Steamrail Weekender to Maldon Victoria (July 31st to August 2nd)
Vietnam Tour - Travelling by private train on the legendary Reunification Express
QPSR Troop Train
Stunning views on a retro rail trip
Garratt coming to Southern States in 2015
The Outer Circle Line comes to ACMI Melbourne
Australasian Rail Industry Awards Website launched & Dates announced
Geelong & Ballarat Rail 150 – April 2012
Rail Revival Alliance to meet with Louise Staley Member for Ripon
“Turning back to our files in the Railway Times of 1849 and 1850, we find this enterprise pretty well shadowed forth, by discussions, communications and appeals, all of which probably gave some aid in educating the public mind as to the feasibility and necessity of this great national highway. We well remember the derision with which P.P. Degrande’s statement was received, that the road between the Mississippi River and the Pacific Coast could be built in seven years; but he spoke wisely; the road has been built in about four and a half years’ time, and we are already beginning to see the commercial results which were then promised.
“A direct importation of teas has already reached New York City via the Pacific Railroad, and the papers of that city chronicle the arrival of a passenger from San Francisco in eight days’ time, even with the road in its unfinished state. Now, with the new highway in a finished condition, and with systematic management, passengers can easily pass from New York to San Francisco in six days, or say at an average speed of about 24 mph. The entire distance, via Chicago and Omaha, is stated to be 3,353 miles, and at 30 miles to the hour—and that is not an unusual speed for our express trains—the passage could be made in five days.
“But taking the slower rate of speed, and that certainly is not excessive, let us see what changes are likely to ensue in the mail and passenger movement between Europe and the East, according to some speculation by a contemporary. At San Francisco, the mail will connect with the various steamship lines running on the Pacific, and may be landed at Honolulu in nine days from that city, or 15 days from New York. They can reach Japan in 19 days from San Francisco, or 25 days from New York, or 33 to 34 days from Great Britain—thus beating the British mail sent via the Suez Canal, three to four weeks.
“The trip between Yokohama, Japan and either Hong Kong or Shanghai, is readily accomplished by the Pacific Mail steamships in from five to six days, which added to the time in reaching Japan, will give the through time necessary to reach either of the above named ports of China. The American steamships belonging to the China branch of the Pacific Mail Steamship Company are unequaled in beauty and stability, by any vessels afloat. As they excel all other steamships afloat—except the Great Eastern—in size and capacity, so they also excel them in their various appointments and comfortable accommodations for first class passengers.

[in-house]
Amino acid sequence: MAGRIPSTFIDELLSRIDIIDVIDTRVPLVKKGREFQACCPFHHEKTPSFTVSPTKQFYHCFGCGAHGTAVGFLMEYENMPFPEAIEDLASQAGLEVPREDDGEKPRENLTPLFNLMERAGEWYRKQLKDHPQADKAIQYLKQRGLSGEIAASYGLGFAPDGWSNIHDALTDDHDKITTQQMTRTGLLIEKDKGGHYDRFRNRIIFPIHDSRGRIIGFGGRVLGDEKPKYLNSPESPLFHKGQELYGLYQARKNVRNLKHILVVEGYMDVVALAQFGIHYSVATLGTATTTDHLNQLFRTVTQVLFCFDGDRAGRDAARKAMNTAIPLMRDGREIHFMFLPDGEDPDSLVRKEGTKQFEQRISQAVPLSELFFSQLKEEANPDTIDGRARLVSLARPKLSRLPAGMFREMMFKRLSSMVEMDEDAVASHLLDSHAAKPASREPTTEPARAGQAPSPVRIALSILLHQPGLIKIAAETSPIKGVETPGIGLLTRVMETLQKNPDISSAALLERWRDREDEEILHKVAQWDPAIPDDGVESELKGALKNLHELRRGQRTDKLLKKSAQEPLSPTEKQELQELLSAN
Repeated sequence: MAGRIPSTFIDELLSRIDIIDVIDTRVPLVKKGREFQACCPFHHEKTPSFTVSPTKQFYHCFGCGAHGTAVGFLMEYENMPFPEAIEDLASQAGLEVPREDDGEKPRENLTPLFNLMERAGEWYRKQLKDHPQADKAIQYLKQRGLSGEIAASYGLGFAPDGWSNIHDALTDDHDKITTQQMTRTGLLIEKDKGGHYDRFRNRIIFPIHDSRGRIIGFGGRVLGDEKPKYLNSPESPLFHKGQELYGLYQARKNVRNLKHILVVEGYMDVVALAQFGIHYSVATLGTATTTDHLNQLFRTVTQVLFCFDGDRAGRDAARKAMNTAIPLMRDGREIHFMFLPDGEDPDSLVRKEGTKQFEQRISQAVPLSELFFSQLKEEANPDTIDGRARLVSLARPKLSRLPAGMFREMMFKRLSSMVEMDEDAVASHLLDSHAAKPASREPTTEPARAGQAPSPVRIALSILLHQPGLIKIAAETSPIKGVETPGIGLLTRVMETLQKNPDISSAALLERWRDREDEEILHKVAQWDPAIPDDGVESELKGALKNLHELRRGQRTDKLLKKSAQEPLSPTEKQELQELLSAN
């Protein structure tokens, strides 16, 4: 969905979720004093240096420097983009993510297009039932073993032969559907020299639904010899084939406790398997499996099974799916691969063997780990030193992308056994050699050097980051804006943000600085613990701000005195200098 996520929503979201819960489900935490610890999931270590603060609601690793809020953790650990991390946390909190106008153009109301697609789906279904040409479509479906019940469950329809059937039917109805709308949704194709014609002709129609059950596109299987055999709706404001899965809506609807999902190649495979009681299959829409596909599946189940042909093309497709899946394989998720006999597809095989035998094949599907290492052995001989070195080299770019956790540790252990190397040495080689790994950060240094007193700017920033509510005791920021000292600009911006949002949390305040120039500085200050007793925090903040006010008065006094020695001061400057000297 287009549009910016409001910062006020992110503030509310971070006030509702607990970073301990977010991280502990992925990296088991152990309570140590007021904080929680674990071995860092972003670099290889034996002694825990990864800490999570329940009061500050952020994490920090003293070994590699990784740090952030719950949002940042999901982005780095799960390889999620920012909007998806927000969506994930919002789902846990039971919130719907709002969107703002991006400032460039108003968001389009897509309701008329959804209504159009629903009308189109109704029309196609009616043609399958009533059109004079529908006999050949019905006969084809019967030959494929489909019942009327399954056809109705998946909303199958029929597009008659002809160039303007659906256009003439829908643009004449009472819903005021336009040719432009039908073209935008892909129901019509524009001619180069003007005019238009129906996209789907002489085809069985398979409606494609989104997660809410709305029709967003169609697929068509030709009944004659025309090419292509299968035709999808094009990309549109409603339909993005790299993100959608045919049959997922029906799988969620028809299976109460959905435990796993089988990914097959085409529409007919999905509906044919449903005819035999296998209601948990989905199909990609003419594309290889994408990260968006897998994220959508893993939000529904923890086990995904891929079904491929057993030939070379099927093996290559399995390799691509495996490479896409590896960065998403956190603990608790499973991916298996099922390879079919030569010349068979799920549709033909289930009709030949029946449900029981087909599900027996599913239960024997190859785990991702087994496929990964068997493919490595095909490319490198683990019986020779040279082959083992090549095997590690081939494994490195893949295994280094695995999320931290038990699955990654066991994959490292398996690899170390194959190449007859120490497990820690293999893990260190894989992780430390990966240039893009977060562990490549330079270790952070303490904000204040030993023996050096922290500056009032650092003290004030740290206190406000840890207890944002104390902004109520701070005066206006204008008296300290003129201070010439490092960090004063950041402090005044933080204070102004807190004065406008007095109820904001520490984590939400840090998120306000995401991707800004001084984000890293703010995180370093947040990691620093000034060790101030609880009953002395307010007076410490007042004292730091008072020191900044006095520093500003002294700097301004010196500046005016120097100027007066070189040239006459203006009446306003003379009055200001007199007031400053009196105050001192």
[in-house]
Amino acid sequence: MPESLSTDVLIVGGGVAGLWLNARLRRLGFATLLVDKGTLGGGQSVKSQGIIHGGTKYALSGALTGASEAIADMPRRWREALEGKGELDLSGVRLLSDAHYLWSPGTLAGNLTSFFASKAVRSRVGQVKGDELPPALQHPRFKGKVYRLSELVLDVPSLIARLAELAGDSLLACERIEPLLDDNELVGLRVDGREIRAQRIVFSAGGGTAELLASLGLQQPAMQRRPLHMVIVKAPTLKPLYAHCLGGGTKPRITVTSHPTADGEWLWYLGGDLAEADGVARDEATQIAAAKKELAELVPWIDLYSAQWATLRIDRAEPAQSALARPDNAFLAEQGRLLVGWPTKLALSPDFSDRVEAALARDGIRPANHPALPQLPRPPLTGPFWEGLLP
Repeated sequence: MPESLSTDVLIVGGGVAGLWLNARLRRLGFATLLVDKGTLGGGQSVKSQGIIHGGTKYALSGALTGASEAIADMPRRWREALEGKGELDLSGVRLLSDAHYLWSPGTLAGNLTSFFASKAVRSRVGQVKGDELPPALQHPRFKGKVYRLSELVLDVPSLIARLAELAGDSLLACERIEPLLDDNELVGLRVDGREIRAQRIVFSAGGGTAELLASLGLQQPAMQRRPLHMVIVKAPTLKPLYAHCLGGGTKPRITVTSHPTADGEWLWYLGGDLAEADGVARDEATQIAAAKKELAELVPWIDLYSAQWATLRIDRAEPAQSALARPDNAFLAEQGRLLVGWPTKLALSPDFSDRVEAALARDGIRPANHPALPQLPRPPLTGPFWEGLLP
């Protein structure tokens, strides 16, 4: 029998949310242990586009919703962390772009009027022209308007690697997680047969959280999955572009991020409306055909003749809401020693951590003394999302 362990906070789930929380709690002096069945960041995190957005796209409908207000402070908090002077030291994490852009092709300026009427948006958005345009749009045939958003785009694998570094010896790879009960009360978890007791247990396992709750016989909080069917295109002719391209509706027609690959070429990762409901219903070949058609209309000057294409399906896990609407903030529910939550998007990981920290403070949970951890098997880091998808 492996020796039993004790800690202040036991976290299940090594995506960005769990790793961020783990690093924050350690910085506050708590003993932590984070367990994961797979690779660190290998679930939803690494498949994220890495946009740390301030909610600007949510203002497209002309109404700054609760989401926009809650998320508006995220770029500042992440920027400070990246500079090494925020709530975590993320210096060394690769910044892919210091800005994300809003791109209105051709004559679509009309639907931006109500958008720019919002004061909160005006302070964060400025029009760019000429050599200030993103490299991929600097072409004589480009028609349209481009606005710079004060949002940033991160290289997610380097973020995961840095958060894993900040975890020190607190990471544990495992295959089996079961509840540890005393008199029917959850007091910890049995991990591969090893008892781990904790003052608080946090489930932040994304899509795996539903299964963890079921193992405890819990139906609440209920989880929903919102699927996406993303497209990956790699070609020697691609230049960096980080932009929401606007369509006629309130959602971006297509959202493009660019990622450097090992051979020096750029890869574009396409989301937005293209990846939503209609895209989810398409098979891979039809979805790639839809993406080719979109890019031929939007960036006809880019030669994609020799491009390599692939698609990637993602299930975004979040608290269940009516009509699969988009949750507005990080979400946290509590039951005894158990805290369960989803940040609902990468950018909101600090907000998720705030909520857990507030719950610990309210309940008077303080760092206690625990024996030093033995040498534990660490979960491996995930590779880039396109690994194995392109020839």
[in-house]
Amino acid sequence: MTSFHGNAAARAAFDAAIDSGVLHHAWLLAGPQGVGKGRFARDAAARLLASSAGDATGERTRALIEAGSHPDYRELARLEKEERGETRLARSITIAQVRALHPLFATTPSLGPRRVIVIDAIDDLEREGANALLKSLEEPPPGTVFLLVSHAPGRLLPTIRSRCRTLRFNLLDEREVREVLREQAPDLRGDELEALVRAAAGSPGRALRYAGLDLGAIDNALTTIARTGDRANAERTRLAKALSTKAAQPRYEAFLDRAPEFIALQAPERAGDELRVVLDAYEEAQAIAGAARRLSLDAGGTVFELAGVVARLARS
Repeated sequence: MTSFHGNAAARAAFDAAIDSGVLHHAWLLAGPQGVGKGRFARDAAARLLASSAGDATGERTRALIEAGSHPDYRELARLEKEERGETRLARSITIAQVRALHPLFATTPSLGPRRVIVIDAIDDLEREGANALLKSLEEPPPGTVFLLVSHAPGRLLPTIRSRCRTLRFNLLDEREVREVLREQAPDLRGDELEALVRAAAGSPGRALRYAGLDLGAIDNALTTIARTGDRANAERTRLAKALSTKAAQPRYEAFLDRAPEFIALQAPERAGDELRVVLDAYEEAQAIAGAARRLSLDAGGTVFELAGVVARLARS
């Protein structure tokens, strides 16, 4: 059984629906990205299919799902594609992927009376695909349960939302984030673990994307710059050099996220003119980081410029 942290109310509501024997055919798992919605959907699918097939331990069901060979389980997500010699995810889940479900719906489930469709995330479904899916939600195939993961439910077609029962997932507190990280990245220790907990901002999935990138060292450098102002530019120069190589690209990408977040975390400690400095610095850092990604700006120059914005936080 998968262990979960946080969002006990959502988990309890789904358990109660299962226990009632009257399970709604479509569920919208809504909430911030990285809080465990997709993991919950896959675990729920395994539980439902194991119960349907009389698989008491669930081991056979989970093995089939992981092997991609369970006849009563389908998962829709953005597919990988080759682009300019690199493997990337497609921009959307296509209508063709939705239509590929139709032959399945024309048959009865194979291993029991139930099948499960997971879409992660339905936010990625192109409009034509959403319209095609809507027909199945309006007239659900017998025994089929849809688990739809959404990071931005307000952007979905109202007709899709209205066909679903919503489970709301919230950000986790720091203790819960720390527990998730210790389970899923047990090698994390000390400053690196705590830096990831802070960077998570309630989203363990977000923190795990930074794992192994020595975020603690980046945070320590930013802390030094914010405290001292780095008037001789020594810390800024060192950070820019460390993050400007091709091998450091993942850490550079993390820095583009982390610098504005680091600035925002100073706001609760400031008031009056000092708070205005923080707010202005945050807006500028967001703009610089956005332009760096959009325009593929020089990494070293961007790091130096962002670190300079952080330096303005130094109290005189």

“The mail for Australia, it is thought, will hereafter go via San Francisco, as the Australian and New Zealand Steamship Company intend transferring the terminus of their line, which has been running from Sydney to Panama, [to a] run from Australia to Taluti, thence to Honolulu, and thence to San Francisco, making 28 days schedule time, which will give us monthly mail to Australia in 34 or 35 days through time.
“The lighter and valuable traffic of China and Japan with Europe will quite likely come over the Pacific Railroad; the teas, spices, silks, and 1,000 other articles of Asiatic commerce, will seek this line in preference to those now in use, as being less dangerous, taking very much less time, and therefore cheaper.
“The main thing now is to put the whole line in the best possible condition. Let there remain no doubt in the public mind as to the character of the road as to strengthen efficiency in every detail, from Omaha to San Francisco. Put the entire line under one efficient and vigorous management, let the tariff be put in reasonable rates, and the favorable results of the building of this great national highway will soon be approved.”
One-hundred-and-fifty years later, the “efficient and vigorous management” we described is the Union Pacific, whose name and purpose have not changed throughout the years, even as the railroad whose moniker is “Building America” has grown in size and scope, mostly through consolidation.
The building of the Pacific Railroad, and the driving of the Golden Spike at Promontory Summit, Utah, has been chronicled in scores of books, photographs, movies, television documentaries and museum exhibits. Andrew J. Russell’s famous photograph of Union Pacific’s 119 and Central Pacific’s Jupiter (above) nearly touching pilots, which he titled “East and West Shaking Hands at Laying of Last Rail” but also known as “The Champagne Photo,” preserved a defining moment in U.S. history. It was one of several glass-plate exposures taken by three photographers who were present at the Golden Spike Ceremony. Following the driving of the last spike, 119 and Jupiter were “run up until they nearly touched,” according to one account. “Railroad officials retired to their cars, leaving the engineers and workmen to celebrate. The champagne flowed, and engineers George Booth and Sam Bradford each broke a bottle upon the other’s locomotive. Samuel S. Montague, Central Pacific’s Chief Engineer, and